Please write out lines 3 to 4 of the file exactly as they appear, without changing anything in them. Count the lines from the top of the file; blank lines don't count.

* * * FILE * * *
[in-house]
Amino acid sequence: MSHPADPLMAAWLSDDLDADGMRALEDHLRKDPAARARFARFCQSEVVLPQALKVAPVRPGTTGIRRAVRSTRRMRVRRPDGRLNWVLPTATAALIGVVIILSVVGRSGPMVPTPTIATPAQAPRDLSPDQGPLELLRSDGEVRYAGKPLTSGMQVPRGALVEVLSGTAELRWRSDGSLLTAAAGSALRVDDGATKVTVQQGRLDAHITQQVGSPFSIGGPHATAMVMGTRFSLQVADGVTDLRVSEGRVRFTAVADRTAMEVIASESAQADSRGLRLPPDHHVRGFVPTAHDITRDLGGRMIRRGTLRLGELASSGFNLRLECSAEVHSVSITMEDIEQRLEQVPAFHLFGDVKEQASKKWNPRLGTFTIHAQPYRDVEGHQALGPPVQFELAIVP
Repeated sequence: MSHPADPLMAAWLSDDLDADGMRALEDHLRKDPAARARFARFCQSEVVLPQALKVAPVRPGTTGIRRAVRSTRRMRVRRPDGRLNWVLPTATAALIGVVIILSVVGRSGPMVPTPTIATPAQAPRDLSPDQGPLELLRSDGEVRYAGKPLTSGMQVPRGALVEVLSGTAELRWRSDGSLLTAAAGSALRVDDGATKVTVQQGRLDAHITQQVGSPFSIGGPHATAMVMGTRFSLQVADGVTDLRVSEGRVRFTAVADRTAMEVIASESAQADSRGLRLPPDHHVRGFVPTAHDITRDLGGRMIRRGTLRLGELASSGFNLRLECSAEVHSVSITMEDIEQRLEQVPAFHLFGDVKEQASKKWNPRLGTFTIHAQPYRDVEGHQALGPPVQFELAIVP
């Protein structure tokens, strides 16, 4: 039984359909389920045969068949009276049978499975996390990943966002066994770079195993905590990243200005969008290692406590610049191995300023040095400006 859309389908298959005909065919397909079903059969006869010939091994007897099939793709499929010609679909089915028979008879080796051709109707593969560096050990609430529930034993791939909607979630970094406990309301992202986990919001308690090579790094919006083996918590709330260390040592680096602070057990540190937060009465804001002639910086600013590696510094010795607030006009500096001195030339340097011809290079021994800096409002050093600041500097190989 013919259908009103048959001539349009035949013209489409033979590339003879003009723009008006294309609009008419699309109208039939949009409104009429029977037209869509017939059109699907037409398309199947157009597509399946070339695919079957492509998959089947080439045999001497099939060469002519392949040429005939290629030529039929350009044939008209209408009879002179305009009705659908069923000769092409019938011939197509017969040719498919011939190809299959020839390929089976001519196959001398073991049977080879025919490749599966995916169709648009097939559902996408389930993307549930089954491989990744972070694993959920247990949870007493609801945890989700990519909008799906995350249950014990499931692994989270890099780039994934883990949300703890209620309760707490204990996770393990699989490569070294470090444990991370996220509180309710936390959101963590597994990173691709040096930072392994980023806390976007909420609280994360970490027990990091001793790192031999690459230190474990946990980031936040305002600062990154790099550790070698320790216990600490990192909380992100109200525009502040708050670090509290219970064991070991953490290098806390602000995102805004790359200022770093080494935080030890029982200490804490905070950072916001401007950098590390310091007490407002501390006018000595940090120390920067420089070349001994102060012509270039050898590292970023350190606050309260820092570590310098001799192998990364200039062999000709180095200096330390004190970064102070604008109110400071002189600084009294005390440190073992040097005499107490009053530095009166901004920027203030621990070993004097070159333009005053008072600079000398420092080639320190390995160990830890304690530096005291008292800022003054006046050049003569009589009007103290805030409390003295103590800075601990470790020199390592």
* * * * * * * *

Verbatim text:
Repeated sequence: MSHPADPLMAAWLSDDLDADGMRALEDHLRKDPAARARFARFCQSEVVLPQALKVAPVRPGTTGIRRAVRSTRRMRVRRPDGRLNWVLPTATAALIGVVIILSVVGRSGPMVPTPTIATPAQAPRDLSPDQGPLELLRSDGEVRYAGKPLTSGMQVPRGALVEVLSGTAELRWRSDGSLLTAAAGSALRVDDGATKVTVQQGRLDAHITQQVGSPFSIGGPHATAMVMGTRFSLQVADGVTDLRVSEGRVRFTAVADRTAMEVIASESAQADSRGLRLPPDHHVRGFVPTAHDITRDLGGRMIRRGTLRLGELASSGFNLRLECSAEVHSVSITMEDIEQRLEQVPAFHLFGDVKEQASKKWNPRLGTFTIHAQPYRDVEGHQALGPPVQFELAIVP
């Protein structure tokens, strides 16, 4: 039984359909389920045969068949009276049978499975996390990943966002066994770079195993905590990243200005969008290692406590610049191995300023040095400006 859309389908298959005909065919397909079903059969006869010939091994007897099939793709499929010609679909089915028979008879080796051709109707593969560096050990609430529930034993791939909607979630970094406990309301992202986990919001308690090579790094919006083996918590709330260390040592680096602070057990540190937060009465804001002639910086600013590696510094010795607030006009500096001195030339340097011809290079021994800096409002050093600041500097190989 013919259908009103048959001539349009035949013209489409033979590339003879003009723009008006294309609009008419699309109208039939949009409104009429029977037209869509017939059109699907037409398309199947157009597509399946070339695919079957492509998959089947080439045999001497099939060469002519392949040429005939290629030529039929350009044939008209209408009879002179305009009705659908069923000769092409019938011939197509017969040719498919011939190809299959020839390929089976001519196959001398073991049977080879025919490749599966995916169709648009097939559902996408389930993307549930089954491989990744972070694993959920247990949870007493609801945890989700990519909008799906995350249950014990499931692994989270890099780039994934883990949300703890209620309760707490204990996770393990699989490569070294470090444990991370996220509180309710936390959101963590597994990173691709040096930072392994980023806390976007909420609280994360970490027990990091001793790192031999690459230190474990946990980031936040305002600062990154790099550790070698320790216990600490990192909380992100109200525009502040708050670090509290219970064991070991953490290098806390602000995102805004790359200022770093080494935080030890029982200490804490905070950072916001401007950098590390310091007490407002501390006018000595940090120390920067420089070349001994102060012509270039050898590292970023350190606050309260820092570590310098001799192998990364200039062999000709180095200096330390004190970064102070604008109110400071002189600084009294005390440190073992040097005499107490009053530095009166901004920027203030621990070993004097070159333009005053008072600079000398420092080639320190390995160990830890304690530096005291008292800022003054006046050049003569009589009007103290805030409390003295103590800075601990470790020199390592």